The Intruder Detector is shown in perspective view in FIG. 1, and in a vertical cross-sectional view in FIG. 2, this view being taken on lines II--II of FIG. 1. As FIG. 1 well illustrates, the external appearance of the Detector is quite similar to the external appearance of a wall outlet box and face plate. Because of the unique optical design, electronic system packaging, and other features of the Detector, in overall dimensions it can closely approximate the dimensions of a wall outlet box and face plate. Thus it can be made to be quite inconspicuous when mounted in a manner and location to simulate an electrical outlet or switch.
As best shown in FIG. 2, preferably the Detector 2 includes a face plate 4 received in a casing 6, there being a back plate 8 positioned between the face plate and the casing. Preferably sufficient space is provided between the casing and the back plate to receive auxiliary equipment such as a radio transmitter or hard-wired alarm circuit connection to the system within the Detector.
In the preferred embodiment, the casing 6 is shaped to provide a number of planes or surfaces 12, these surfaces including various recesses 14, sometimes called flashed holes to enable the Detector to be installed at one of various angles preset by these planes. Also, preferably the casing includes two base ridges 16, the bottom surfaces of which lie at approximately 90 degrees to the front and back faces of the Detector permitting the Detector to be positioned upright on these ridges, the ridges resting on a horizontal surface such as a table or the underside of a desk. Of course, a preferred mounting of the module is within a wall, the face plate projecting slightly beyond the plane of the wall to simulate a normal electrical wall outlet face plate or switch face plate.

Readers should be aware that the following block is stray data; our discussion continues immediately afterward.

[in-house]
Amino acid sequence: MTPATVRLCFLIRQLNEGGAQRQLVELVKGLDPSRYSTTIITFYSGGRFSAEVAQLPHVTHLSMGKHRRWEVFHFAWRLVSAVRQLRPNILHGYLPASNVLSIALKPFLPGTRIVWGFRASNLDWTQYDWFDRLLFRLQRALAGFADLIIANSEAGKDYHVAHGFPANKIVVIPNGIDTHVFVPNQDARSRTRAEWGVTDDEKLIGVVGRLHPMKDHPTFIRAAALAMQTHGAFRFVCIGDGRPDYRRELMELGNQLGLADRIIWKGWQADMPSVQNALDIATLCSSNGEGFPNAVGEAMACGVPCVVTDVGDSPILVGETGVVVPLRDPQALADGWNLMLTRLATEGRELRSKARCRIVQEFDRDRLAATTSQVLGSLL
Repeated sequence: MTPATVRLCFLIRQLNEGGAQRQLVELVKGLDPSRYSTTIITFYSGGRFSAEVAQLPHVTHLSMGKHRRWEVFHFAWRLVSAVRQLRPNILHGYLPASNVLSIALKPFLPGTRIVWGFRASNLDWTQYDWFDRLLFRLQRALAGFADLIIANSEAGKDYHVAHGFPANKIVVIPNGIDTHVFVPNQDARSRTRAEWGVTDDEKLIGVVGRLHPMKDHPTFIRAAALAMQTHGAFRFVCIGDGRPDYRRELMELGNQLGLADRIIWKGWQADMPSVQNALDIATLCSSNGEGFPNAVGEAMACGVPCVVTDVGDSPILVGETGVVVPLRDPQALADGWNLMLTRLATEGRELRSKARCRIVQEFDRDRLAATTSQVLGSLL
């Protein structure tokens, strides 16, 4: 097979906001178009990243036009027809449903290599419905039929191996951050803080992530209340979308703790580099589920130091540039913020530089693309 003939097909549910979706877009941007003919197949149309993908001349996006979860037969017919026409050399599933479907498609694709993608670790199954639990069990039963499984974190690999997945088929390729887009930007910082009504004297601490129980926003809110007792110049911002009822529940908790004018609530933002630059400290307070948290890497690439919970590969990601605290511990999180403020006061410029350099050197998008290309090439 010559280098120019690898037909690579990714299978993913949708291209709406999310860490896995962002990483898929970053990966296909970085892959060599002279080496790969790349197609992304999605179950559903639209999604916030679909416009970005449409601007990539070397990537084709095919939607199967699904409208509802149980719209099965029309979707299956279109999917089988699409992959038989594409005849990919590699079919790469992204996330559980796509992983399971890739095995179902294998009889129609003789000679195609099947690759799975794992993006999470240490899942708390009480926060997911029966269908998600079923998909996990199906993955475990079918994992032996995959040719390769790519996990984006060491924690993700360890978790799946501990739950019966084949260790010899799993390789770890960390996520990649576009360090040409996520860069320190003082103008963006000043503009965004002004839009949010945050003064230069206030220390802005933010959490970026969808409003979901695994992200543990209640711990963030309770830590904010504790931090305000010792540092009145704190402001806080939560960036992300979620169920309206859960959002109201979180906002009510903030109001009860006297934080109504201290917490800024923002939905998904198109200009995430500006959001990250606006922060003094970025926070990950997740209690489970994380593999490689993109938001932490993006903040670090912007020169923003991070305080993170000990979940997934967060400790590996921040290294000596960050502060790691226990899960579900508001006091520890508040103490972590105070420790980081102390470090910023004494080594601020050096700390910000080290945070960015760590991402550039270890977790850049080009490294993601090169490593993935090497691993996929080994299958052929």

Face plate 4 includes two openings 22, each opening receiving a screw 24 that threads into a column 26 projecting towards the face plate from the back surface of the casing. Openings 22 are spaced in the standard separation of openings in a typical wall face plate, thereby permitting screws 24 to attach the face plate 4, back plate 8 and the structure between these two plates to a typical electrical wall outlet box if desired, or simply to be screwed into a wall if no outlet box is conveniently located. Also, preferably face plate 4 includes a recess portion about its rim to receive the outer edges of the back plate, the back surface of the back plate and the rear edge of the face plate thereby lying in the same plane, the two plates forming a compact unit. The back plate may include recesses to receive lugs 28 in the casing, thereby to positively position and orient the face plate and back plate relative to the casing independent of screws 24. Between the face plate and the back plate is received a printed circuit board 30 bearing the Detector's electronic system.
The optical system includes a conical barrel 32 projecting outwardly from the back plate and receiving, in its outer end, a cap 34. The inner surface of this cap is shaped (preferably aspherically to correct the optical system), and is coated, to constitute the spherical, concave reflector of the optical system. The inner end of the barrel forms, or constitutes a ring or opening 38.